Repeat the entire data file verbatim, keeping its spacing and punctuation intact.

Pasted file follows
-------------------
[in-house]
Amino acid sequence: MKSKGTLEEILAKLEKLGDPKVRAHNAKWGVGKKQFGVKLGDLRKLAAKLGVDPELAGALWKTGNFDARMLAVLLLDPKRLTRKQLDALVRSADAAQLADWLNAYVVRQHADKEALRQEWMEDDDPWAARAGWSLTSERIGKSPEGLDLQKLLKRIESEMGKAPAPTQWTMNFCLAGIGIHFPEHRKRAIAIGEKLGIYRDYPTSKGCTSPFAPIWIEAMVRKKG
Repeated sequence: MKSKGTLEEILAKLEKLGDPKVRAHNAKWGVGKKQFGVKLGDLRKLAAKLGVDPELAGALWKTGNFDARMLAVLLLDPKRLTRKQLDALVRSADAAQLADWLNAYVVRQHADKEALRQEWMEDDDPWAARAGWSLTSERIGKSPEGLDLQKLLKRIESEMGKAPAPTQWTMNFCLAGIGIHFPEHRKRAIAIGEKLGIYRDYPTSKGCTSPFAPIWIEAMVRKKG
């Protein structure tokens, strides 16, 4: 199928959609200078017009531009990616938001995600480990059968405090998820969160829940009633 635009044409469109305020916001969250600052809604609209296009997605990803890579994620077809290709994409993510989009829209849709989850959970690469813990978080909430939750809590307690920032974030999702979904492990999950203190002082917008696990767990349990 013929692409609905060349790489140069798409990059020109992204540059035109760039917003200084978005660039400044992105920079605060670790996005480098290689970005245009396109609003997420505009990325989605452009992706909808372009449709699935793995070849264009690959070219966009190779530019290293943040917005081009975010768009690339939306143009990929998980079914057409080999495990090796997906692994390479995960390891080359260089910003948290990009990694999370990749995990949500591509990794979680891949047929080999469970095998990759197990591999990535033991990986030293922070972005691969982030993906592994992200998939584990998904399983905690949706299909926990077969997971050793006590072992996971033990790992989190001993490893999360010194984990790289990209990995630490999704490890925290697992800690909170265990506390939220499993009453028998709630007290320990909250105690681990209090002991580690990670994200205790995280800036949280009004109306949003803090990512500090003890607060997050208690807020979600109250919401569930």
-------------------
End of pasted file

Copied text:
[in-house]
Amino acid sequence: MKSKGTLEEILAKLEKLGDPKVRAHNAKWGVGKKQFGVKLGDLRKLAAKLGVDPELAGALWKTGNFDARMLAVLLLDPKRLTRKQLDALVRSADAAQLADWLNAYVVRQHADKEALRQEWMEDDDPWAARAGWSLTSERIGKSPEGLDLQKLLKRIESEMGKAPAPTQWTMNFCLAGIGIHFPEHRKRAIAIGEKLGIYRDYPTSKGCTSPFAPIWIEAMVRKKG
Repeated sequence: MKSKGTLEEILAKLEKLGDPKVRAHNAKWGVGKKQFGVKLGDLRKLAAKLGVDPELAGALWKTGNFDARMLAVLLLDPKRLTRKQLDALVRSADAAQLADWLNAYVVRQHADKEALRQEWMEDDDPWAARAGWSLTSERIGKSPEGLDLQKLLKRIESEMGKAPAPTQWTMNFCLAGIGIHFPEHRKRAIAIGEKLGIYRDYPTSKGCTSPFAPIWIEAMVRKKG
């Protein structure tokens, strides 16, 4: 199928959609200078017009531009990616938001995600480990059968405090998820969160829940009633 635009044409469109305020916001969250600052809604609209296009997605990803890579994620077809290709994409993510989009829209849709989850959970690469813990978080909430939750809590307690920032974030999702979904492990999950203190002082917008696990767990349990 013929692409609905060349790489140069798409990059020109992204540059035109760039917003200084978005660039400044992105920079605060670790996005480098290689970005245009396109609003997420505009990325989605452009992706909808372009449709699935793995070849264009690959070219966009190779530019290293943040917005081009975010768009690339939306143009990929998980079914057409080999495990090796997906692994390479995960390891080359260089910003948290990009990694999370990749995990949500591509990794979680891949047929080999469970095998990759197990591999990535033991990986030293922070972005691969982030993906592994992200998939584990998904399983905690949706299909926990077969997971050793006590072992996971033990790992989190001993490893999360010194984990790289990209990995630490999704490890925290697992800690909170265990506390939220499993009453028998709630007290320990909250105690681990209090002991580690990670994200205790995280800036949280009004109306949003803090990512500090003890607060997050208690807020979600109250919401569930």